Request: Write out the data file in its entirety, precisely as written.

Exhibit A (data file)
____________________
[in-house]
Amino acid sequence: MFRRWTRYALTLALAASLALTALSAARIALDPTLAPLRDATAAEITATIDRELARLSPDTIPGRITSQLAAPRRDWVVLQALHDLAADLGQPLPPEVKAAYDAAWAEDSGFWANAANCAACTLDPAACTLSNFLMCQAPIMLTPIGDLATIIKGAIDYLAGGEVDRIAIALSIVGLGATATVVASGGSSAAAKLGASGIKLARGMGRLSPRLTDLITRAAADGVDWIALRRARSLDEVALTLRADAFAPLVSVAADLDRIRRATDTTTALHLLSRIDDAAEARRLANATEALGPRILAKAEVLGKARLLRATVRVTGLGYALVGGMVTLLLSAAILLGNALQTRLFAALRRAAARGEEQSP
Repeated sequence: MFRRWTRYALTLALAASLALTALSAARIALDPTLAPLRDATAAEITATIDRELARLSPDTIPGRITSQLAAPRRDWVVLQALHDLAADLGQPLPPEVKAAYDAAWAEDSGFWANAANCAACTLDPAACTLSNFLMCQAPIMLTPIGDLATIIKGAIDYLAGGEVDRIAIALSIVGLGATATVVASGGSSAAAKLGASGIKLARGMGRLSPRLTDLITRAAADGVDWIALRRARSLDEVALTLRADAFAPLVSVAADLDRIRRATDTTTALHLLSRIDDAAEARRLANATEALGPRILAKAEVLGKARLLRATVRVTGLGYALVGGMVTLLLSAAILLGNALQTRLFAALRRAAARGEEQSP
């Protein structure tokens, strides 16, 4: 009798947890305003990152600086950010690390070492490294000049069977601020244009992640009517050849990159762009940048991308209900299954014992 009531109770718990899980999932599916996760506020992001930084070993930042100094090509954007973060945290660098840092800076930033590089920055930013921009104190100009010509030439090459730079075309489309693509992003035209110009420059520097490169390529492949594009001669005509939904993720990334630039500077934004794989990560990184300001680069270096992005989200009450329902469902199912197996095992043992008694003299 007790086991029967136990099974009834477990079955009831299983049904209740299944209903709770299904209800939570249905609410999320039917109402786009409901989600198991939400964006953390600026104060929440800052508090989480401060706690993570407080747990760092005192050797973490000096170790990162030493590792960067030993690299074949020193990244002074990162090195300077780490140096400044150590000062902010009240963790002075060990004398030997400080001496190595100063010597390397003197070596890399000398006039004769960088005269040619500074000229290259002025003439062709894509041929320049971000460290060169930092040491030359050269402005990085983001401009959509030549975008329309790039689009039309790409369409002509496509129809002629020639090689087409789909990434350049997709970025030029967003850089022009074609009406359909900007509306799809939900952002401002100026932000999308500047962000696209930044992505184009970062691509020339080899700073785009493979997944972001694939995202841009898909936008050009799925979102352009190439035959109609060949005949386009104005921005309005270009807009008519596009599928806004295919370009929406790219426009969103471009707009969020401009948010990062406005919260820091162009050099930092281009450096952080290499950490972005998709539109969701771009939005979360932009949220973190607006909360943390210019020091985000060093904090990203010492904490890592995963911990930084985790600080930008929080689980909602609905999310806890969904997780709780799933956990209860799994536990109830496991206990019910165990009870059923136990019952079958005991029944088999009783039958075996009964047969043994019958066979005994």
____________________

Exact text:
[in-house]
Amino acid sequence: MFRRWTRYALTLALAASLALTALSAARIALDPTLAPLRDATAAEITATIDRELARLSPDTIPGRITSQLAAPRRDWVVLQALHDLAADLGQPLPPEVKAAYDAAWAEDSGFWANAANCAACTLDPAACTLSNFLMCQAPIMLTPIGDLATIIKGAIDYLAGGEVDRIAIALSIVGLGATATVVASGGSSAAAKLGASGIKLARGMGRLSPRLTDLITRAAADGVDWIALRRARSLDEVALTLRADAFAPLVSVAADLDRIRRATDTTTALHLLSRIDDAAEARRLANATEALGPRILAKAEVLGKARLLRATVRVTGLGYALVGGMVTLLLSAAILLGNALQTRLFAALRRAAARGEEQSP
Repeated sequence: MFRRWTRYALTLALAASLALTALSAARIALDPTLAPLRDATAAEITATIDRELARLSPDTIPGRITSQLAAPRRDWVVLQALHDLAADLGQPLPPEVKAAYDAAWAEDSGFWANAANCAACTLDPAACTLSNFLMCQAPIMLTPIGDLATIIKGAIDYLAGGEVDRIAIALSIVGLGATATVVASGGSSAAAKLGASGIKLARGMGRLSPRLTDLITRAAADGVDWIALRRARSLDEVALTLRADAFAPLVSVAADLDRIRRATDTTTALHLLSRIDDAAEARRLANATEALGPRILAKAEVLGKARLLRATVRVTGLGYALVGGMVTLLLSAAILLGNALQTRLFAALRRAAARGEEQSP
């Protein structure tokens, strides 16, 4: 009798947890305003990152600086950010690390070492490294000049069977601020244009992640009517050849990159762009940048991308209900299954014992 009531109770718990899980999932599916996760506020992001930084070993930042100094090509954007973060945290660098840092800076930033590089920055930013921009104190100009010509030439090459730079075309489309693509992003035209110009420059520097490169390529492949594009001669005509939904993720990334630039500077934004794989990560990184300001680069270096992005989200009450329902469902199912197996095992043992008694003299 007790086991029967136990099974009834477990079955009831299983049904209740299944209903709770299904209800939570249905609410999320039917109402786009409901989600198991939400964006953390600026104060929440800052508090989480401060706690993570407080747990760092005192050797973490000096170790990162030493590792960067030993690299074949020193990244002074990162090195300077780490140096400044150590000062902010009240963790002075060990004398030997400080001496190595100063010597390397003197070596890399000398006039004769960088005269040619500074000229290259002025003439062709894509041929320049971000460290060169930092040491030359050269402005990085983001401009959509030549975008329309790039689009039309790409369409002509496509129809002629020639090689087409789909990434350049997709970025030029967003850089022009074609009406359909900007509306799809939900952002401002100026932000999308500047962000696209930044992505184009970062691509020339080899700073785009493979997944972001694939995202841009898909936008050009799925979102352009190439035959109609060949005949386009104005921005309005270009807009008519596009599928806004295919370009929406790219426009969103471009707009969020401009948010990062406005919260820091162009050099930092281009450096952080290499950490972005998709539109969701771009939005979360932009949220973190607006909360943390210019020091985000060093904090990203010492904490890592995963911990930084985790600080930008929080689980909602609905999310806890969904997780709780799933956990209860799994536990109830496991206990019910165990009870059923136990019952079958005991029944088999009783039958075996009964047969043994019958066979005994």